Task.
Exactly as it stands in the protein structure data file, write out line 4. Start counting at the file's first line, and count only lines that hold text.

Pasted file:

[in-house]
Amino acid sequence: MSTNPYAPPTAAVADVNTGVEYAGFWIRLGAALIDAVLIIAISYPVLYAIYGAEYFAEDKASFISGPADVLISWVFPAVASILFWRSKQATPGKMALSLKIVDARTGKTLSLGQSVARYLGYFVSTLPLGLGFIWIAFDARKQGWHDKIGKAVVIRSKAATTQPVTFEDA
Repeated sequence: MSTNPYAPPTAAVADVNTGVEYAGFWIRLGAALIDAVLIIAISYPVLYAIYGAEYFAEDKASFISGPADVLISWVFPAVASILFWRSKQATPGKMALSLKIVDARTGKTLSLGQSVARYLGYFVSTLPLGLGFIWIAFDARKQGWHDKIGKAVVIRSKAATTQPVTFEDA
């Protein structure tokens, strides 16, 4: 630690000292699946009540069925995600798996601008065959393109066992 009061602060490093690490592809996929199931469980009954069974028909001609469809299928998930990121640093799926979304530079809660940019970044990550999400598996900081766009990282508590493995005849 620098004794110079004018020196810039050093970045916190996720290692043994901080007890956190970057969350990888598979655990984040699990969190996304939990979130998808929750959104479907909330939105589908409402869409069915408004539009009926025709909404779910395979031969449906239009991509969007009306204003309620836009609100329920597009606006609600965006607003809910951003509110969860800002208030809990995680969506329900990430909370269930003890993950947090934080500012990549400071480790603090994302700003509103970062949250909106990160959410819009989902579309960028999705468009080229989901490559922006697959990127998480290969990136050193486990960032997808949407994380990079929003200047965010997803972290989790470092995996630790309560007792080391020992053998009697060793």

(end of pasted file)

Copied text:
């Protein structure tokens, strides 16, 4: 630690000292699946009540069925995600798996601008065959393109066992 009061602060490093690490592809996929199931469980009954069974028909001609469809299928998930990121640093799926979304530079809660940019970044990550999400598996900081766009990282508590493995005849 620098004794110079004018020196810039050093970045916190996720290692043994901080007890956190970057969350990888598979655990984040699990969190996304939990979130998808929750959104479907909330939105589908409402869409069915408004539009009926025709909404779910395979031969449906239009991509969007009306204003309620836009609100329920597009606006609600965006607003809910951003509110969860800002208030809990995680969506329900990430909370269930003890993950947090934080500012990549400071480790603090994302700003509103970062949250909106990160959410819009989902579309960028999705468009080229989901490559922006697959990127998480290969990136050193486990960032997808949407994380990079929003200047965010997803972290989790470092995996630790309560007792080391020992053998009697060793």